For Immediate Release:
October 13, 2009
Schedule for First H1N1 Vaccination Clinics Available
Free H1N1 flu shots and FluMist® nasal spray vaccine will be available beginning October 23 at LA County Public Health Vaccine Clinics
LOS ANGELES – The Los Angeles County Health Officer, Dr. Jonathan E. Fielding, today released the schedule for the first round of Public Health vaccine clinics, which will provide free H1N1 vaccine to residents who do not have health insurance or a regular source of health care, and are in a priority group.
“Increasing amounts of H1N1 vaccine are expected to arrive in Los Angeles County on a weekly basis. Public Health’s vaccine clinics will provide vaccine free of charge to residents in the H1N1 vaccine priority groups who do not have health insurance or a regular source of health care,” said Jonathan E. Fielding, MD, MPH, Director and Health Officer.
“For those with health insurance and a regular source of health care, all of the more than 3,000 healthcare providers in the county who ordered H1N1 vaccine should receive it. Starting at the end of this week, these residents may wish to contact their doctor to find out when the H1N1 vaccine will be available to them.”
The priority groups for H1N1 vaccine are:
• Pregnant women
• People living with or caring for infants under six months of age
• Emergency medical services personnel and health care workers
• Children and young adults from six months through 24 years
• People aged 25 through 64 years with chronic medical conditions like heart or lung disease, asthma, diabetes, or weakened immune systems
Public Health’s H1N1 vaccine clinics will begin on October 23, and will have H1N1 vaccine in many formulations, including injectable flu shots, FluMist nasal spray, and thimerasol-free vaccine. A list of dates and locations can be found on the Public Health website at www.publichealth.lacounty.gov or by calling the LA County information line at 2-1-1 from any landline or cell phone. The vaccine clinic schedule will be released two weeks at a time. Residents are urged to check back often if they do not immediately find a clinic that is conveniently located near them. Vaccine clinics will be scheduled from late October through at least December.
Influenza, more commonly known as the flu, causes approximately 36,000 deaths and more than 200,000 hospitalizations each year in the United States. While the average case of H1N1 is no worse than other types of seasonal flu, some individuals are at a higher risk for serious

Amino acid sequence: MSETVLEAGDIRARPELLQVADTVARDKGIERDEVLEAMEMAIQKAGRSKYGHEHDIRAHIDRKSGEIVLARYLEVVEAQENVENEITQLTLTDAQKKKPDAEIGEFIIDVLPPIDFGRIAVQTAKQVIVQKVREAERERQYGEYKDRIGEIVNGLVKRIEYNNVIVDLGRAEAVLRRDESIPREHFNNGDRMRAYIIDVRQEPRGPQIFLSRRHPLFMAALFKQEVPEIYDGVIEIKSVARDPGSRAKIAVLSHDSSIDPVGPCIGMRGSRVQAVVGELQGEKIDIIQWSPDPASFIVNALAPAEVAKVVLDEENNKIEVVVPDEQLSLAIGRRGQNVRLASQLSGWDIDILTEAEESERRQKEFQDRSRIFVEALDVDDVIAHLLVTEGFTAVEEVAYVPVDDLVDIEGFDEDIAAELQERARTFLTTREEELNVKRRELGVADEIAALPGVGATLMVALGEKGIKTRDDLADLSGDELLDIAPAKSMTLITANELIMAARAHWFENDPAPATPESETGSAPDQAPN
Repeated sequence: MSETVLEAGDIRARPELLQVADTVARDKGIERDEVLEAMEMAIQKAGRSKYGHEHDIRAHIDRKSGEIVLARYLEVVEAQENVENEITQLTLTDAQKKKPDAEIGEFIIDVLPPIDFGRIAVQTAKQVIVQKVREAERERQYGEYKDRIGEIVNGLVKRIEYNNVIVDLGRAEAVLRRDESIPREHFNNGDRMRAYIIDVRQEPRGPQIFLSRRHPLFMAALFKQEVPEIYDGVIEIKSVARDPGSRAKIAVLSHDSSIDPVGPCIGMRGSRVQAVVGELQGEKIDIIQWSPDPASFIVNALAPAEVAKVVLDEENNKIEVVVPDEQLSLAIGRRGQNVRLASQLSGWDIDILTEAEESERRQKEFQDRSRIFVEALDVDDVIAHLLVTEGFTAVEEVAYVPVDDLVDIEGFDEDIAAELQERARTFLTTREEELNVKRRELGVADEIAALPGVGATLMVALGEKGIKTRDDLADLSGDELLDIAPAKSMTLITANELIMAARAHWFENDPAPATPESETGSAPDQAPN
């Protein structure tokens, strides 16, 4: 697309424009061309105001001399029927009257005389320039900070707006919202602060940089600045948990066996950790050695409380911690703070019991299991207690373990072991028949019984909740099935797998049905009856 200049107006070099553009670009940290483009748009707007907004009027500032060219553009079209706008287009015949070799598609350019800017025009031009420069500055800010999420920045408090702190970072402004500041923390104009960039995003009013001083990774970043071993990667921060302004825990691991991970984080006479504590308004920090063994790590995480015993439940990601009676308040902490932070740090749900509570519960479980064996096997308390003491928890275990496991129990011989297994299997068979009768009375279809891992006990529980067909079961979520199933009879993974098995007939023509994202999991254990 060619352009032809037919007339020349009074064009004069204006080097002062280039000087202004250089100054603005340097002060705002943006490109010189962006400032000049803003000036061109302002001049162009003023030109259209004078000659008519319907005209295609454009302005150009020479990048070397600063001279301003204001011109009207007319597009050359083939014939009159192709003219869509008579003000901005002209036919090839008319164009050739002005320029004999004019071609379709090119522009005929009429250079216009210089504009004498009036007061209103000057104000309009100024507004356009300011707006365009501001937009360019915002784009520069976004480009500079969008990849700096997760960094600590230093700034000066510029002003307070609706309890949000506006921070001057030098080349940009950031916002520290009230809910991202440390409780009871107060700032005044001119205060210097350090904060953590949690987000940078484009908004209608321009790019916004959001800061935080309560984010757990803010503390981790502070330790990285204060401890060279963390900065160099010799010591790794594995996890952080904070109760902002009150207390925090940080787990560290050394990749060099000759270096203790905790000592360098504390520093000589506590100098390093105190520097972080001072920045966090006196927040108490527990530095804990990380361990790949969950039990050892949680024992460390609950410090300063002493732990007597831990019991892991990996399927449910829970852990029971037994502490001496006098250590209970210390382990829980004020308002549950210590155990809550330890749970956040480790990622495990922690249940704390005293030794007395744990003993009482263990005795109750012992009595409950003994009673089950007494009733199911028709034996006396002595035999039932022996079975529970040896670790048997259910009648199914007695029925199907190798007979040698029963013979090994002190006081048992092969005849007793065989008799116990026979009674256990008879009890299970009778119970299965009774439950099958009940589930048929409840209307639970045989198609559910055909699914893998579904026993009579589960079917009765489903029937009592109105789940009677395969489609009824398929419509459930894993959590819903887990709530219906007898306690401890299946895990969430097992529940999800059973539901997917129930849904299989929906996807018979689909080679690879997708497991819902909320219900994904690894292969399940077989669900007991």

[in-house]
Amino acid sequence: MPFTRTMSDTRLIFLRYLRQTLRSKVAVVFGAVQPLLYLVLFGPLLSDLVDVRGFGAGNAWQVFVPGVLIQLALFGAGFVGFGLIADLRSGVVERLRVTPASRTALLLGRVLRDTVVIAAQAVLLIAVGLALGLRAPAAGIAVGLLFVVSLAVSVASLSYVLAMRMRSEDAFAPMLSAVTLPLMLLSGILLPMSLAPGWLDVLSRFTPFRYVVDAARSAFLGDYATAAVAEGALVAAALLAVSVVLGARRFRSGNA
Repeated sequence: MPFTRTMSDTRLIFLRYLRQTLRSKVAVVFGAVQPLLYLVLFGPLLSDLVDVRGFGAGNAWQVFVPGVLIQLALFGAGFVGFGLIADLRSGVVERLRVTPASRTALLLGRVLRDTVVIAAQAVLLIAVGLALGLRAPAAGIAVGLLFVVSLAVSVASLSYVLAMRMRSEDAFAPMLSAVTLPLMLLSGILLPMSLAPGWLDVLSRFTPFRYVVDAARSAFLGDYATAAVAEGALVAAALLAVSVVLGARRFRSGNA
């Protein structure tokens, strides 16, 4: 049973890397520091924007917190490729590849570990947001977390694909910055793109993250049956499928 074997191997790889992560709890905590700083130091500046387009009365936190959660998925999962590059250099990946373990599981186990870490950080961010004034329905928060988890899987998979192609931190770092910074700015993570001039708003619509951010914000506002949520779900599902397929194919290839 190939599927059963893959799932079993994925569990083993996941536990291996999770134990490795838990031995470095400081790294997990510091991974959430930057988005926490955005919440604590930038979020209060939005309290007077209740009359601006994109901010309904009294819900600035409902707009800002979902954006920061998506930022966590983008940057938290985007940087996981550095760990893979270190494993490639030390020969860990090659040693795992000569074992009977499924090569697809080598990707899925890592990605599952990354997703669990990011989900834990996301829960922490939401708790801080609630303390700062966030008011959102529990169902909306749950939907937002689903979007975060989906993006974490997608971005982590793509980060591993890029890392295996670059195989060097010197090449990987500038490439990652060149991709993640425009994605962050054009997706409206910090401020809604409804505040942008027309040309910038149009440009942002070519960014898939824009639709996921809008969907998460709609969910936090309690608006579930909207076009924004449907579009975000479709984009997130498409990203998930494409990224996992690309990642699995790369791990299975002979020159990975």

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complications. Since the spring, there have been 57 deaths in Los Angeles County attributed to H1N1.
“The best way to prevent the spread of flu is to wash your hands often; cover your mouth and nose when you cough or sneeze; avoid touching your mouth, nose and eyes; and get vaccinated,” Dr. Fielding said. “If you are sick, stay home until at least 24 hours after the fever has gone away without the use of anti-fever medications. The same recommendation applies to children who go to school, daycare, or after-school programs.”
Talk to your doctor about H1N1 vaccine if you have any of the following:
• Severe allergy to chicken eggs
• Severe reaction to influenza vaccination in the past
• Guillain-Barré syndrome (GBS)
• Moderate-to-severe illness with a fever (wait until recovering before getting vaccine)
The viruses in the flu shot are inactive (killed) so you cannot get the flu from the flu shot. Some minor side effects could occur, usually lasting only one to two days. These include:
• Soreness, redness, or swelling where the shot was given
• Low-grade fever
• Aches or pain
The viruses in the vaccine nasal spray are weakened and cannot cause the flu. In children, side effects are usually mild and can include runny nose, wheezing, headache, vomiting, muscle aches or fever. In adults, side effects can include runny nose, headache, sore throat or cough.
Most cases of H1N1 and seasonal flu can be treated by staying home, getting plenty of rest, drinking plenty of fluids and treating fever and aches and pains with over-the-counter medication, such as acetaminophen, ibuprofen, or naproxen (but not aspirin).
Residents should see a doctor if they have any of the following symptoms along with flu-like symptoms such as fever, coughing, tiredness, runny nose, etc:
• Fast breathing or trouble breathing
• Bluish skin color
• Not drinking enough fluids or stopping urinating
• Not waking up or not interacting
• Being so irritable that a child does not want to be held
• Flu-like symptoms that improve, but then return with fever and worse cough
• Fever with a rash
• Difficulty breathing or shortness of breath
• Pain or pressure in the chest or abdomen
• Sudden dizziness
• Severe or persistent vomiting